Pancreatitis in dogs can range in severity from mild flare ups that are relatively easy to manage to severe episodes that can land your dog in the emergency clinic, and many pet parents will feel at a loss for how to support their best friend through these flare ups. In this article, I will discuss at-home approaches that you can implement for managing your pup’s pancreatitis, as well as understanding when it’s time for hospital intervention.
Diagnosing pancreatitis in dogs.
Because signs and symptoms of pancreatitis are similar to that of many other medical conditions, it is important to have your pup examined by a veterinarian to ensure that other conditions are not causing or contributing to your dog’s illness.
Signs of pancreatitis in dogs include:
- Nausea and vomiting
- Low or lack of appetite
- Abdominal pain
Diagnosing pancreatitis in dogs often includes ruling out other conditions with the above symptoms. Your veterinarian may want to run blood work or perform abdominal radiographs. An abdominal ultrasound may also be recommended. Depending on the severity of your pup’s case, your veterinarian may consider adding on medications (either oral, intravenous or subcutaneous). The medications prescribed may be for pain control, nausea or fever control. Fluid therapy prior to discharge may also be recommended. We will discuss more about when hospitalization is recommended below.
It’s important to understand that pancreatitis in dogs can be acute or chronic.
Cases of acute pancreatitis in dogs are those that have a sudden onset, and symptoms in these cases are often more severe. A common trigger for acute pancreatitis is when your pup finds their way to an all-inclusive trash buffet or is fed a very high-fat treat or meal. This often occurs around the holidays!
Chronic cases of pancreatitis in dogs are, you guessed it, chronic and long-lasting. Symptoms in these cases are often less severe, but more persistent, than those in acute cases. However, dogs who suffer with chronic pancreatitis may experience worsening symptoms over time and may have periods of more severe, acute flare ups.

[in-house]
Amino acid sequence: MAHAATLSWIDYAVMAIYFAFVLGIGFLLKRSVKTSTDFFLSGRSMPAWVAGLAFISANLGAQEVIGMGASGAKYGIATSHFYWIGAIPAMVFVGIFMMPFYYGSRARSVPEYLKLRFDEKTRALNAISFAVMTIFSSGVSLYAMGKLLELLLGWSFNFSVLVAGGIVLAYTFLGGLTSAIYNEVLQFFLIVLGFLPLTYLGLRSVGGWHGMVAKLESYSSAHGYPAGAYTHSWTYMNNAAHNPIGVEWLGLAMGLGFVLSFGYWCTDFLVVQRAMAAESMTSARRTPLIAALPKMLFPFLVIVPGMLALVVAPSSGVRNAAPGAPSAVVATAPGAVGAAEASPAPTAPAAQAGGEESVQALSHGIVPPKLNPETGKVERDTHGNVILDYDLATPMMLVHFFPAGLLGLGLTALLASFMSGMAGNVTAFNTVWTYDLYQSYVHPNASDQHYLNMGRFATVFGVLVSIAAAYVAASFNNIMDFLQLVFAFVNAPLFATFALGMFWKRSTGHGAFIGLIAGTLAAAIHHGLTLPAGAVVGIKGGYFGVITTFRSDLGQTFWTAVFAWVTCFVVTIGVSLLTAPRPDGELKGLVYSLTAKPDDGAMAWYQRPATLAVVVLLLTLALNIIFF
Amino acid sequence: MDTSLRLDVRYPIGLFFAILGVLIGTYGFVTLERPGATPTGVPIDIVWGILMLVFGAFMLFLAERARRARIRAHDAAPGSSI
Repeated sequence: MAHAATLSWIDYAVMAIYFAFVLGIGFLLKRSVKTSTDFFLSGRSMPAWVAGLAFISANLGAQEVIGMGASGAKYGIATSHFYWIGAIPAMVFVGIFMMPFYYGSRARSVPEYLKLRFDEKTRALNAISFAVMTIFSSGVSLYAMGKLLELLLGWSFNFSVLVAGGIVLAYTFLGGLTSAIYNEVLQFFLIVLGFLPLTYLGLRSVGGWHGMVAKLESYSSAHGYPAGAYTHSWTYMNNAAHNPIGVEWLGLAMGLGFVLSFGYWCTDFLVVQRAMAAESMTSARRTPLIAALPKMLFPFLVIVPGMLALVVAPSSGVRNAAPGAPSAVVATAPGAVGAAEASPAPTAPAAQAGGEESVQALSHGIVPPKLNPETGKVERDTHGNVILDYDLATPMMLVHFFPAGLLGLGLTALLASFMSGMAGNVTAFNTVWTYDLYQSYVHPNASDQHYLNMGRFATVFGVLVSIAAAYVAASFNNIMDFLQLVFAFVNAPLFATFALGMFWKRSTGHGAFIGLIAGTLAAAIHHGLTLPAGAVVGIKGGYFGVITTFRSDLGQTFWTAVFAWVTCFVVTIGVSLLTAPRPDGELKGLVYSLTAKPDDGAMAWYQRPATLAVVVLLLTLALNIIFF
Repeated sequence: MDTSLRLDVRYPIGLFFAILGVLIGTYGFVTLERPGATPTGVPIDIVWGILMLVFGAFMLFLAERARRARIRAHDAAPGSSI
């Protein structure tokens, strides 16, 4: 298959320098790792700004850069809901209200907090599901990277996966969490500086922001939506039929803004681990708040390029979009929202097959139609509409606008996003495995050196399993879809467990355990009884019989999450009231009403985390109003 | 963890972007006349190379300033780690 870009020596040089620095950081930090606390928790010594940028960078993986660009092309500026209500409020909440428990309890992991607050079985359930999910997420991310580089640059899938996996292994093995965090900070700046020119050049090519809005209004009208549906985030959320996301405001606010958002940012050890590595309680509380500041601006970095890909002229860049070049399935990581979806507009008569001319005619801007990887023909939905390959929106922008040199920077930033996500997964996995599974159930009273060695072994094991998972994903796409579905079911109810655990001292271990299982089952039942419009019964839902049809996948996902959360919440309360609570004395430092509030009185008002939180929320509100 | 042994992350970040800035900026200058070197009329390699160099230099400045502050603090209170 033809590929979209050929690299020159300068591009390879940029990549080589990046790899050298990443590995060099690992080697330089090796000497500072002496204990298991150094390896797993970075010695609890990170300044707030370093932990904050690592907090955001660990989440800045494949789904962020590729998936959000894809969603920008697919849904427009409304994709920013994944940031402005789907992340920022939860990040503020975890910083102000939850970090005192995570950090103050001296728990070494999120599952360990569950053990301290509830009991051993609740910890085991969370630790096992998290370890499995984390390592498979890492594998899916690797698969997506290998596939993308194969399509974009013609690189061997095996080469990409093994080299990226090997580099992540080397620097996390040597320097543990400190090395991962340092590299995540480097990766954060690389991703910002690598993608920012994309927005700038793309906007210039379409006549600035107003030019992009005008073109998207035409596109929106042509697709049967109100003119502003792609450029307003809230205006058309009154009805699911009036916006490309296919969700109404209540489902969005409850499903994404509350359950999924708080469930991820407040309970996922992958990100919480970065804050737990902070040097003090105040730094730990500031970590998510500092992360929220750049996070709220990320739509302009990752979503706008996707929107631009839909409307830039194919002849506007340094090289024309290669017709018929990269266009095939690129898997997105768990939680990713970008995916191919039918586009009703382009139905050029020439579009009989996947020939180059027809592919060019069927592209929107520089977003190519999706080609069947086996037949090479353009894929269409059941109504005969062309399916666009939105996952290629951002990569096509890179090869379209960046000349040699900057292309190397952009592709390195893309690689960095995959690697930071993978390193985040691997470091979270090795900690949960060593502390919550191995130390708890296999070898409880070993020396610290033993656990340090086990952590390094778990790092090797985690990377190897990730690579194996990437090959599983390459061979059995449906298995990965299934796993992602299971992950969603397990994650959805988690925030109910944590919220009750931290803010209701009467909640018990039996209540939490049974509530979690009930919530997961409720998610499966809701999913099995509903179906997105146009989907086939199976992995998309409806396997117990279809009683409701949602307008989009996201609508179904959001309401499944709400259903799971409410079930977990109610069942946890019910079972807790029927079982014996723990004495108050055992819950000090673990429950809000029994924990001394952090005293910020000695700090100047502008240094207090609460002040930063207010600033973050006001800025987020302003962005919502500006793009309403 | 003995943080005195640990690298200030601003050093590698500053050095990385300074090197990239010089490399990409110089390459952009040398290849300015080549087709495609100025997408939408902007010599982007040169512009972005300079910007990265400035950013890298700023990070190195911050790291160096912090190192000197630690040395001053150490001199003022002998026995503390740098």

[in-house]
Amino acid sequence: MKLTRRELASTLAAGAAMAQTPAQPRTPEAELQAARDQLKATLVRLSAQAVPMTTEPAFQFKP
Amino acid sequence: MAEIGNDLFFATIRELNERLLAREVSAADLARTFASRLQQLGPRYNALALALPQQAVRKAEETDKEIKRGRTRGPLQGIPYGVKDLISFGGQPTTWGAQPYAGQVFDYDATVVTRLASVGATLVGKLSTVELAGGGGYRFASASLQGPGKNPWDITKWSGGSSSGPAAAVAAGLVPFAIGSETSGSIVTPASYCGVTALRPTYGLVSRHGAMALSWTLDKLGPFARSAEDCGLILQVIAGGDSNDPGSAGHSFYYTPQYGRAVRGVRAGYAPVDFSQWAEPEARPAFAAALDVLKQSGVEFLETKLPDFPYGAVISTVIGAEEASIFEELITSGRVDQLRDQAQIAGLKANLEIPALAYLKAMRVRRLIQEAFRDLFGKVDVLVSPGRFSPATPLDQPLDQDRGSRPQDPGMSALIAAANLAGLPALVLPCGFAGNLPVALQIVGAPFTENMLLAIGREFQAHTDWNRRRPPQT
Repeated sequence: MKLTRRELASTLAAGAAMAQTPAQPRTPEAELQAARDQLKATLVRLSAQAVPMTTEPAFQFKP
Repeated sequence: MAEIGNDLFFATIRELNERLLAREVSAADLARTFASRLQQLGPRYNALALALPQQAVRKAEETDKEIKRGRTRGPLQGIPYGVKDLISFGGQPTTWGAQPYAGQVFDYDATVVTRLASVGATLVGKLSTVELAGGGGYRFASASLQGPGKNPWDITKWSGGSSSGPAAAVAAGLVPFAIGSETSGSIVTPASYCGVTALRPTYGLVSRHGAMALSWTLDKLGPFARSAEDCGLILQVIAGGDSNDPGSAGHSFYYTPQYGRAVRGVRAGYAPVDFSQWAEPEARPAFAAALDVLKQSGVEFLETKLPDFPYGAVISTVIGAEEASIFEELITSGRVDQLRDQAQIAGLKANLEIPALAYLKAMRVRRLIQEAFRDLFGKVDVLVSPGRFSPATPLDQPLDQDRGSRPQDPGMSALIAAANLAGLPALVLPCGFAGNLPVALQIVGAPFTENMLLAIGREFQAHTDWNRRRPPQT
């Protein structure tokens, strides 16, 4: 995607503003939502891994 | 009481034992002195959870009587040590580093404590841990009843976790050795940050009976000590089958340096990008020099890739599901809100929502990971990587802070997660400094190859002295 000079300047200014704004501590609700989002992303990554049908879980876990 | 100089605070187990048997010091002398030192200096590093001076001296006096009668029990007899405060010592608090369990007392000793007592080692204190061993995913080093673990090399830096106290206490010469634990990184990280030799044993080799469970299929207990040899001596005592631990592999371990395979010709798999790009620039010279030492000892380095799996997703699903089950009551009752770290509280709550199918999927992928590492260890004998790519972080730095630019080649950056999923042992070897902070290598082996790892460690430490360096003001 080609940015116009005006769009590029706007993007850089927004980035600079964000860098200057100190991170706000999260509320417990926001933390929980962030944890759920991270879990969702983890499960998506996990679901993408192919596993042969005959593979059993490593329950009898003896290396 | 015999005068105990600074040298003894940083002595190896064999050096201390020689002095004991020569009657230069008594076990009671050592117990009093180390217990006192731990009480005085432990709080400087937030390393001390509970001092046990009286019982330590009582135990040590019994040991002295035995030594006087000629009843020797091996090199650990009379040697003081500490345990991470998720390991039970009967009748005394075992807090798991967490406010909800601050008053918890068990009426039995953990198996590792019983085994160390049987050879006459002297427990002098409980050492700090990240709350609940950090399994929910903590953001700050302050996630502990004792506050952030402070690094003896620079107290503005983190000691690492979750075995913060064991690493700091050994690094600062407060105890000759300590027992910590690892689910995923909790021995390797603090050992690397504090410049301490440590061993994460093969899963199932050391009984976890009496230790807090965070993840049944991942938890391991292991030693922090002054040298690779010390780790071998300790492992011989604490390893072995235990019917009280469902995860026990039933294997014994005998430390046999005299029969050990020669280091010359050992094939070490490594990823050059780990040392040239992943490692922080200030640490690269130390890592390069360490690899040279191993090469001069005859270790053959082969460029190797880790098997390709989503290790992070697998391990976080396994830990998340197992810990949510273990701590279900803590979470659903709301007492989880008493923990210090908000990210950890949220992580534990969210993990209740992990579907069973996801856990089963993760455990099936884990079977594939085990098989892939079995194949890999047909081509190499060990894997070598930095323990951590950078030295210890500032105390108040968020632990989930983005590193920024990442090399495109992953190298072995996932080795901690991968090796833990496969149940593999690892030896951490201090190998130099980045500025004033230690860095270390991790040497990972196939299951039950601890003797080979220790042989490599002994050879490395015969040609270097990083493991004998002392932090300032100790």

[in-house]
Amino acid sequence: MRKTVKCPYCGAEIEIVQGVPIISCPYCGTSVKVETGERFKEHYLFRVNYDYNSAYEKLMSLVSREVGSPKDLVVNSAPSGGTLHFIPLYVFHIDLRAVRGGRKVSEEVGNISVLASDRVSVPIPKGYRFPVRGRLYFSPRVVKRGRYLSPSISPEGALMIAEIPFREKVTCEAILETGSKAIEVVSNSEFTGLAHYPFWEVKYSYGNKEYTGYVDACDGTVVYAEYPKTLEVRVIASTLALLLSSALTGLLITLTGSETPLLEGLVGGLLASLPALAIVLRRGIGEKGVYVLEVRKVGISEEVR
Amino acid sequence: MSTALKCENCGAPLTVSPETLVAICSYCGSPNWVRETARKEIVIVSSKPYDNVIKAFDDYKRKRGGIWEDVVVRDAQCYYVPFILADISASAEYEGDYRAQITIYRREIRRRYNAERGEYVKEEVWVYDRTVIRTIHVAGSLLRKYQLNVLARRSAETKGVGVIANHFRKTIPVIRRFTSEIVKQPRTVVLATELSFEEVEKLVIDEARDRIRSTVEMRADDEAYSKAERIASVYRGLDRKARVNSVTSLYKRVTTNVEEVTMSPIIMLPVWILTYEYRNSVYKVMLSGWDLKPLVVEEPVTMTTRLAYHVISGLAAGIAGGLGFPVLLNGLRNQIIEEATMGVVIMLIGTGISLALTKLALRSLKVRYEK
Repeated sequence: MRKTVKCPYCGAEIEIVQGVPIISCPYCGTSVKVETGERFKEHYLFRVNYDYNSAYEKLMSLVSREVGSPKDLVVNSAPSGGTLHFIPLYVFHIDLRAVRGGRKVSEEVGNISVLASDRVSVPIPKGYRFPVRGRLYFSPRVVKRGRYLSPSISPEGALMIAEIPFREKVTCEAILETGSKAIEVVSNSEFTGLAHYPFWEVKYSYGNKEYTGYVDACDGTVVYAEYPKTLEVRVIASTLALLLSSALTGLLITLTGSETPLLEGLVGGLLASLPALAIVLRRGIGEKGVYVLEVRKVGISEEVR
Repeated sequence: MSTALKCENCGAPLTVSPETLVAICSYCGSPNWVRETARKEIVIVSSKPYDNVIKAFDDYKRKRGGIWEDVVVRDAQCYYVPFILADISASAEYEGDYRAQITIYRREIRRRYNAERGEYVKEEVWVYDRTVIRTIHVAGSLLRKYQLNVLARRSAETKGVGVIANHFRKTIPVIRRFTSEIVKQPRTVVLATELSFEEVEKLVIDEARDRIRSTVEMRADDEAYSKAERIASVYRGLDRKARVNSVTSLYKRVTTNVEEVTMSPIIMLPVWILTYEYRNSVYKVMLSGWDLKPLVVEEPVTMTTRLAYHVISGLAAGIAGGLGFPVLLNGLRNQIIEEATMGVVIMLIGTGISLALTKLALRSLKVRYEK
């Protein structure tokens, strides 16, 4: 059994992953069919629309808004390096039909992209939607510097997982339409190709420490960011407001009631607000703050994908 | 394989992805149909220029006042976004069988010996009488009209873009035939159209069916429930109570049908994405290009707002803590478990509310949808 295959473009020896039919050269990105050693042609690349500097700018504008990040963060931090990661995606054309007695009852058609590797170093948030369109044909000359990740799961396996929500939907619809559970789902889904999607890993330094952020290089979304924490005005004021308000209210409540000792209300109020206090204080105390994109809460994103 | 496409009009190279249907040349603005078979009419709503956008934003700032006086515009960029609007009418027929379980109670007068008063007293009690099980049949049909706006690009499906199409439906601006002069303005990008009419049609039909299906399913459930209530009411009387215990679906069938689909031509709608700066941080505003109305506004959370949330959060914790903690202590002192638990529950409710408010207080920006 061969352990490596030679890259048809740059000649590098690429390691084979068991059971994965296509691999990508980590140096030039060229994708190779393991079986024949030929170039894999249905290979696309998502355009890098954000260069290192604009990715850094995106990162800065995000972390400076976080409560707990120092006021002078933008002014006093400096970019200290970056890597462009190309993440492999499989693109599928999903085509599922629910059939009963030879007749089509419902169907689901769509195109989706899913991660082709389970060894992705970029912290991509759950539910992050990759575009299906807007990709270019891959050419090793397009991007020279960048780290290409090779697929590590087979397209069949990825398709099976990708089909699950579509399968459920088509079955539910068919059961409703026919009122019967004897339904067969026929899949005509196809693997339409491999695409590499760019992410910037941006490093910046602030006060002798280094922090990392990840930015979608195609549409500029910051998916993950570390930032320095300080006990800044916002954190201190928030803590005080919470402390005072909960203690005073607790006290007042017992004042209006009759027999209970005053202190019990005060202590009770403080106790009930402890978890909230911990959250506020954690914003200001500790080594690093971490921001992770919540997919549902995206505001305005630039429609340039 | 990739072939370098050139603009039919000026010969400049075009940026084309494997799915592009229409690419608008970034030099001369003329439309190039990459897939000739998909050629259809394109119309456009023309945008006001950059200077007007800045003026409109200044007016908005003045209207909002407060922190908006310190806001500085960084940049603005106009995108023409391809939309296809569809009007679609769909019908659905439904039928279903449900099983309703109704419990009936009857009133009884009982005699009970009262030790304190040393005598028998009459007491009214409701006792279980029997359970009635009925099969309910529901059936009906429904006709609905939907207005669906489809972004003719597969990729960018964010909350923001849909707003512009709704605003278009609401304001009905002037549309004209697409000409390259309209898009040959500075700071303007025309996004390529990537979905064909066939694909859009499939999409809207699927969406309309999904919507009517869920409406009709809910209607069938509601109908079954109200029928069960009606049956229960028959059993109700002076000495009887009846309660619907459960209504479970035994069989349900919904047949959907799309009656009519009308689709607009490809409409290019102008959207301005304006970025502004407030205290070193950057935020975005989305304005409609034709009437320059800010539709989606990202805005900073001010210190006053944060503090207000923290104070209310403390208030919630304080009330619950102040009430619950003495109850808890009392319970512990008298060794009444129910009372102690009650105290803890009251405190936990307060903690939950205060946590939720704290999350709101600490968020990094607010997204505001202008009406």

At-home management and care for your pup’s pancreatitis may vary depending on whether they are experiencing the acute or chronic version of this condition.
Managing pancreatitis in dogs at-home may include:
- Diet. The best diets for managing either acute or chronic pancreatitis in dogs are low fat diets. These diets tend to be highly digestible, allowing for less work on the pancreas. For dogs with acute cases of pancreatitis, a low-fat diet may be temporary. Dogs with chronic pancreatitis will likely maintain a low-fat diet indefinitely. There are many low fat prescription and commercial diets available, or you can home cook a low fat diet using BalanceIt.
- Small, frequent meals. Feeding small, frequent meals during the initial recovery of pancreatitis can be a great way to reintroduce food into your pup’s body while assessing how they respond to it. For example, breaking up your dog’s regular 2 meals a day into 4 meals. After 1-2 days of success with this, consolidate the meals into 3 meals and continue slowly adjusting back to their normal diet as you see improvement. You can also mix warm water into their meal to boost hydration. If your dog is continuing to have vomiting or diarrhea, consult with your local veterinarian about what next steps would be appropriate.
- Keeping your dog’s pharmacy up to date. If your dog has a history of pancreatitis, it will be essential to keep their at-home pharmacy up-to-date. Medications that may be included in your dog’s regimen include anti-nausea, anti-diarrheal and pain medications. Make sure that you are still communicating with your veterinarian before beginning a new round of medications. At the very least, having an at-home pharmacy stocked and ready will ensure that your pup receives important medications faster, and will avoid needing prescriptions called in and filled (which can take time, especially in our current workforce climate).
- Supplements. There are many supplements that can help promote good gut health for all dogs and especially dogs with pancreatitis. My number one gut healing supplement for dogs with pancreatitis is a quality probiotic. My favorites are either RxBiotic or Thorne Bacillus Coagulans, both of which are included in my Gut Healing Bundle. Whatever supplements you start your pup on, make sure to start them one at a time andonly after their pancreatitis flare up has resolved.
When pancreatitis is an emergency.
Not all cases of pancreatitis in dogs can be treated at home and it’s important to remember that severe cases can be life threatening to your dog. Do not hesitate to take your pup to an emergency veterinarian if they are experiencing a fever, bloody diarrhea, or persistent vomiting/diarrhea or lack of appetite. If you feel concerned at all, call your veterinarian. It is never wrong and that is what we are here for!
Management of pancreatitis in dogs can be tricky, and feel really overwhelming. By empowering yourself with tools at home, as well as working with a veterinary team that you trust, you can often make the recovery process smoother and easier for both you and your dog. This is not easy, and you’re doing a great job!
What at-home remedies have worked for your pup?